Daniel Vogelbach is a better learner than he swings.
In each season since 2017, the Mets’ newest slugger has swung at pitches less frequently than during the previous year. He is more aware of the strike zone and how pitchers throw to him so he is more focused on hitting pitches that he can hit.
The approach and its results helped entice the Mets, who acquired Vogelbach from the Pirates in July, and has made him a truly unique batter — one who uses his bat less often than anyone else.
Before the Mets’ 9-6 loss to the Braves at Citi Field on Friday, Vogelbach, who went 0-for-2 with a walk, had swung at 32.2 percent of the pitches he had seen this season. This was the lowest mark among major leaguers with more than 100 plate appearances. Juan Soto, at 35.4 per cent, was second.
“That’s not my goal,” Vogelbach said about the odd batting title. “I just try to have a plan when I go to the plate and stick to my plan, whatever that plan may be. I try not to swing at what I didn’t want to swing at going up there.”
The 29-year-old is also among the league’s best at laying off balls, which helps explain the mindset: Vogelbach does not chase pitches often and tries to make the opposing pitcher enter the strike zone before he lifts the bat from his shoulder.
His home run Thursday off Atlanta righty Kyle Wright, came on the fourth pitch of the at-bat — and on the first time Vogelbach offered at a pitch.
Vogelbach is able to select the pitches that are most appealing and helps him get to base more frequently. Vogelbach walked seven times in the first 10 Mets games.
“When you have that type of power and you have the ability to hit balls where they can’t catch them, you’d think that would lead to wanting to swing more,” manager Buck Showalter said of Vogelbach, who has been exactly what the Mets craved in a lefty-hitting designated hitter. “The discipline required not to do that is remarkable, and that’s why it’s a commodity that people want, including us.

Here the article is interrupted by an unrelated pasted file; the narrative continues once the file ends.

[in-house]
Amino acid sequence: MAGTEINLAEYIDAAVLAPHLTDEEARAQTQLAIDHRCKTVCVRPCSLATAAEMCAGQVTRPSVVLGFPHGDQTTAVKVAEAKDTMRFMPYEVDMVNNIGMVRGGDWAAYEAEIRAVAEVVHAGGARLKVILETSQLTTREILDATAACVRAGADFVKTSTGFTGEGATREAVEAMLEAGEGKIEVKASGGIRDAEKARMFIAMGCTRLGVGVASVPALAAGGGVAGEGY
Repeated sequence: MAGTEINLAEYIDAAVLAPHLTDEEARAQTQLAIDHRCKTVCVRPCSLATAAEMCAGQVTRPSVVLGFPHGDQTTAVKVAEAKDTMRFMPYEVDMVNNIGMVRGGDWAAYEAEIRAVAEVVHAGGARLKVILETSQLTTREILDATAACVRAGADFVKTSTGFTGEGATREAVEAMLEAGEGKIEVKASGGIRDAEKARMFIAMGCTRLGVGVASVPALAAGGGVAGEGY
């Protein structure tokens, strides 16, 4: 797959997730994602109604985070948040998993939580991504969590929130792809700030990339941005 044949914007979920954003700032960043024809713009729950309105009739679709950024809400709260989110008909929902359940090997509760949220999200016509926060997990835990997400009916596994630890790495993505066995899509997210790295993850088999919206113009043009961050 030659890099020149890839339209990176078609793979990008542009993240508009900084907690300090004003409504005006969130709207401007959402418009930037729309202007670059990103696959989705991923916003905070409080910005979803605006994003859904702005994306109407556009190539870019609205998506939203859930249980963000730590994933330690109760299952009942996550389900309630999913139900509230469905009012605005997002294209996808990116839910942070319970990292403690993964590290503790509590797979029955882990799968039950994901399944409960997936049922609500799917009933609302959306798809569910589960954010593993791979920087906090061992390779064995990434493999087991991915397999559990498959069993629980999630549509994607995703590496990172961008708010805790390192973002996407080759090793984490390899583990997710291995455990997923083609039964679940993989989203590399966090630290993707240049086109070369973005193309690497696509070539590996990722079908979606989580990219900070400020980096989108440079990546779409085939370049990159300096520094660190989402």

“It’s hard. I couldn’t do it.”
It takes knowledge of opposing arsenals and being able to pick up quickly on pitches’ spins, knowing whether the ball will tumble out of the strike zone. It takes comfort with digging into counts.
“I gotta be OK hitting with two strikes,” said Vogelbach, who had a respectable .593 OPS with two strikes this season. “Some guys, you don’t want to get to two strikes. Some guys can live with it. It just depends on the type of pitcher and the pitches they have.”
Vogelbach has traded uniforms, moving from a Pittsburgh non-contender to a Queens contender and suddenly being in the middle of an exciting pennant chase.
But even in a new home park with a noticeable buzz, he hasn’t traded his approach, even if screaming fans might prompt others to be more aggressive.
“I’m lucky to be here,” Vogelbach said. “But when I was in Pittsburgh, it was the same thing — you’ve gotta bring it every single day.”
Source: NY Post